BRIGANTINE, N.J. — Brigantine’s North End is an environmental treasure – and a wildlife battleground.

Predator red foxes roam the beaches of the New Jersey Shore town, threatening piping plovers, an endangered, delicate bird species that nests near sand dunes. But Brigantine residents adore the foxes and are angry at the state Department of Environmental Protection for trapping and shooting them. They say they don’t want the birds harmed, either.

Now the city government has entered this beach brawl, hoping for an amicable resolution in this Atlantic County community of 9,000 residents.

“We have to find something constructive,” said Deputy Mayor Vince Sera. “Maybe if we find a way to work together, we can work out a way to protect the piping plovers and the foxes.”

Four piping plover chicks hatched on the Brigantine North End Natural Area this summer. It was a good season for the bird, endangered in the state of New Jersey.
Courtesy of Vince Sera
Four piping plover chicks hatched on the Brigantine North End Natural Area this summer. It was a good season for the bird, endangered in the state of New Jersey.

The DEP did not provide figures on the number of red foxes on Brigantine, but said the “bigger risk is that the species will become overabundant in some areas.” In 2018, the state said it traps about 10 red foxes in the Brigantine North End Natural Area each year.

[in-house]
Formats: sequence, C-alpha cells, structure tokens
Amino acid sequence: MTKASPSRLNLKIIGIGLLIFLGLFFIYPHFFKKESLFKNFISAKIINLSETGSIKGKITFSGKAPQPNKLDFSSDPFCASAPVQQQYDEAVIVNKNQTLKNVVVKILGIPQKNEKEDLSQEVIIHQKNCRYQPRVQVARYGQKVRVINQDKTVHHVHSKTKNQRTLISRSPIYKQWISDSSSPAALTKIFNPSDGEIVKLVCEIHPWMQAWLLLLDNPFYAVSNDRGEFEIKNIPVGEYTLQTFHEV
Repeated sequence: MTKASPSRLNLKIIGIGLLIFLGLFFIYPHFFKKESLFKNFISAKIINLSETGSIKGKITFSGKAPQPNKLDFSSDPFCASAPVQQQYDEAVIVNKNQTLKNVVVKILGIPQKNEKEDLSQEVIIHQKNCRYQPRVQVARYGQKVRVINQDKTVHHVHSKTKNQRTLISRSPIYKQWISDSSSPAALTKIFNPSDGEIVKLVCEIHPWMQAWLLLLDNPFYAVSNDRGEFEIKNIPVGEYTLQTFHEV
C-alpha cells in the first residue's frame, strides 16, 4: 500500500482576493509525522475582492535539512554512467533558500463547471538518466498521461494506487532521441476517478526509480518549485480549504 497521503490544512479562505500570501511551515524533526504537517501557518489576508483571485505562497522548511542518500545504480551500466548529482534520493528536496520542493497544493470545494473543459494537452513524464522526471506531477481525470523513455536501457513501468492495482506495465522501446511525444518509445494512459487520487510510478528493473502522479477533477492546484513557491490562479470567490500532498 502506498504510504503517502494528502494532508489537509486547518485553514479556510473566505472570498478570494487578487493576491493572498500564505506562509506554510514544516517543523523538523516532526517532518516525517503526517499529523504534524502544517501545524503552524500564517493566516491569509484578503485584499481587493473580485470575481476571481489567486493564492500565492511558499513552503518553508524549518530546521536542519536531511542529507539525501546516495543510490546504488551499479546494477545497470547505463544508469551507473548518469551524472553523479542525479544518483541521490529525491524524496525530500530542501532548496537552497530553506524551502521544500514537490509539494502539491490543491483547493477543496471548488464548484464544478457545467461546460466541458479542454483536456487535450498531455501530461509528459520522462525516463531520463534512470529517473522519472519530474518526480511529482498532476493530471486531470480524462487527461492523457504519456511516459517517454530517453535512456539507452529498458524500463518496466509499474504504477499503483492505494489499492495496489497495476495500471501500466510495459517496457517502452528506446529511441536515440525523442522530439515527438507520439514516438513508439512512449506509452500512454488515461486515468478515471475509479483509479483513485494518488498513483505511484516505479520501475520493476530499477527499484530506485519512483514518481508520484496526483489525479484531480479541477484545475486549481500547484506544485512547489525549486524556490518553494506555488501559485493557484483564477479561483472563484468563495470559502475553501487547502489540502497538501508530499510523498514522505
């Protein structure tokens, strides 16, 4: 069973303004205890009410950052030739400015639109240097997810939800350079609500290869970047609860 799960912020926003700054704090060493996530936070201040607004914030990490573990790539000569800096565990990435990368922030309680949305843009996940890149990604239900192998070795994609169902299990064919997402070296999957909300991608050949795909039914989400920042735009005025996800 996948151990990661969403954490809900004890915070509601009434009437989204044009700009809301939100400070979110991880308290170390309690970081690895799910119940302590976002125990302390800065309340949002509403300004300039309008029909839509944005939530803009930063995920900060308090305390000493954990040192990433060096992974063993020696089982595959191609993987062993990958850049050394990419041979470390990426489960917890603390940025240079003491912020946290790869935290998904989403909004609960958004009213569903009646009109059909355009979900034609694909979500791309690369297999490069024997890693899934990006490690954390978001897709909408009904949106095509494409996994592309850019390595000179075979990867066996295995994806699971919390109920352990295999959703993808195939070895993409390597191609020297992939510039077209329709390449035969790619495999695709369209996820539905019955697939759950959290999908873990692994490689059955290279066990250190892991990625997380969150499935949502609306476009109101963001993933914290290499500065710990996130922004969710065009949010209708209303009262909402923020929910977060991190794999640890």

As of 2018, there were 96 pairs of piping plovers in New Jersey. Brigantine this summer had two nesting pairs that produced four chicks.

Brigantine officials sat down with representatives from the Division of Parks and Forestry and Division of Fish and Wildlife in mid-July to discuss the best way to protect both species.

Mayor Andy Simpson said the meeting was a positive first step, opening the door for future discussions, plans to protect and manage both species, and community education initiatives.

“It’s government, and it does take a long time, but hopefully we get a resolve on the foxes,” Simpson said. “Maybe we can move forward.”

Entering the meeting, several city officials would have sworn the foxes had been mistreated and residents robbed of their furry friends. Sera said misinformation regarding the foxes and plovers has existed in Brigantine for years.

In February 2018, the DEP held a meeting at Brigantine North Middle School to inform the public of recent changes in the North End Natural Area and of preservation efforts for the plovers.

After the 20-minute presentation, the public forum, attended by 400, erupted into chaos, Sera said, after a resident showed an image of a fox in a snare trap on a North End beach.

“People blasted [the DEP] for about three hours,” Sera said. “The importance of what they were trying to do got lost.”

Since the 2018 meeting, contact between the DEP and Brigantine officials has been restricted to necessary correspondence. Meanwhile, images of snare traps accompanied by captions lamenting the foxes’ plight circulate on social media, and some citizens have been moved to take matters into their own hands.

This year, eight people have been fined by the DEP for trespassing in the North End Natural Area and tampering with traps. Four paid fines on July 8. A second round of alleged trespassers will face a judge on Aug. 26.